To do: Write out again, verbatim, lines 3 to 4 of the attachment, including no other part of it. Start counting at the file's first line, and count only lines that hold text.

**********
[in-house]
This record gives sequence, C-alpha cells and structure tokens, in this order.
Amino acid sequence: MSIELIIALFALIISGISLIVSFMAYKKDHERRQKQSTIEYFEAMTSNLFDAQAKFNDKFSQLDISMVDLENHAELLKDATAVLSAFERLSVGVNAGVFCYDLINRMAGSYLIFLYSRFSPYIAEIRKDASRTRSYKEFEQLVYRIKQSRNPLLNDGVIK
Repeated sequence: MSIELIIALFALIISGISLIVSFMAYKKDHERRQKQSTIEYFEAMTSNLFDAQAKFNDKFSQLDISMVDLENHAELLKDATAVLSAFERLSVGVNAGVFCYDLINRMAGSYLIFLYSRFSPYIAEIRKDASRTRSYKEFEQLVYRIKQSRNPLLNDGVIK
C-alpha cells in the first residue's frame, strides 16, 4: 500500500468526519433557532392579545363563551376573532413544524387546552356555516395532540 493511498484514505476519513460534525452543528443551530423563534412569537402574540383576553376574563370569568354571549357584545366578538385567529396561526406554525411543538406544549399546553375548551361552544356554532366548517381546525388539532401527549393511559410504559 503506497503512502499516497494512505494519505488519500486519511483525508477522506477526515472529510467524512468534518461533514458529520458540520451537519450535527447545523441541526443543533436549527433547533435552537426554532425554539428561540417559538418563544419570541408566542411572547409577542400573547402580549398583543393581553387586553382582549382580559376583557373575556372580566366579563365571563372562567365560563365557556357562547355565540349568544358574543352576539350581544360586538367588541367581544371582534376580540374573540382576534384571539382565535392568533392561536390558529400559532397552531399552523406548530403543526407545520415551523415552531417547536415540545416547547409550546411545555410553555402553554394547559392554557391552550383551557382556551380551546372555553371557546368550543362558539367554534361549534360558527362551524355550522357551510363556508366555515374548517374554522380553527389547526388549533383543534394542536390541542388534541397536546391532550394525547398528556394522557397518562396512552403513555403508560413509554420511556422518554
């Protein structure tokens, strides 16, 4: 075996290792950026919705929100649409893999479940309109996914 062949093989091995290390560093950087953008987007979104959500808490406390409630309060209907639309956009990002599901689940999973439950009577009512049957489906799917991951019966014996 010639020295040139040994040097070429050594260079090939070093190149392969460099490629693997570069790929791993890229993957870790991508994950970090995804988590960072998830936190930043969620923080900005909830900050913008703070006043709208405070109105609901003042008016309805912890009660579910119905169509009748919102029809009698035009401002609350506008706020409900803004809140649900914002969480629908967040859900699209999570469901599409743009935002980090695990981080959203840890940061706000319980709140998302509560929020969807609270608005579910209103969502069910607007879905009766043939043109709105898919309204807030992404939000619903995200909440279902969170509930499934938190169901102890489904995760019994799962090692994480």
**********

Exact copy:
Amino acid sequence: MSIELIIALFALIISGISLIVSFMAYKKDHERRQKQSTIEYFEAMTSNLFDAQAKFNDKFSQLDISMVDLENHAELLKDATAVLSAFERLSVGVNAGVFCYDLINRMAGSYLIFLYSRFSPYIAEIRKDASRTRSYKEFEQLVYRIKQSRNPLLNDGVIK
Repeated sequence: MSIELIIALFALIISGISLIVSFMAYKKDHERRQKQSTIEYFEAMTSNLFDAQAKFNDKFSQLDISMVDLENHAELLKDATAVLSAFERLSVGVNAGVFCYDLINRMAGSYLIFLYSRFSPYIAEIRKDASRTRSYKEFEQLVYRIKQSRNPLLNDGVIK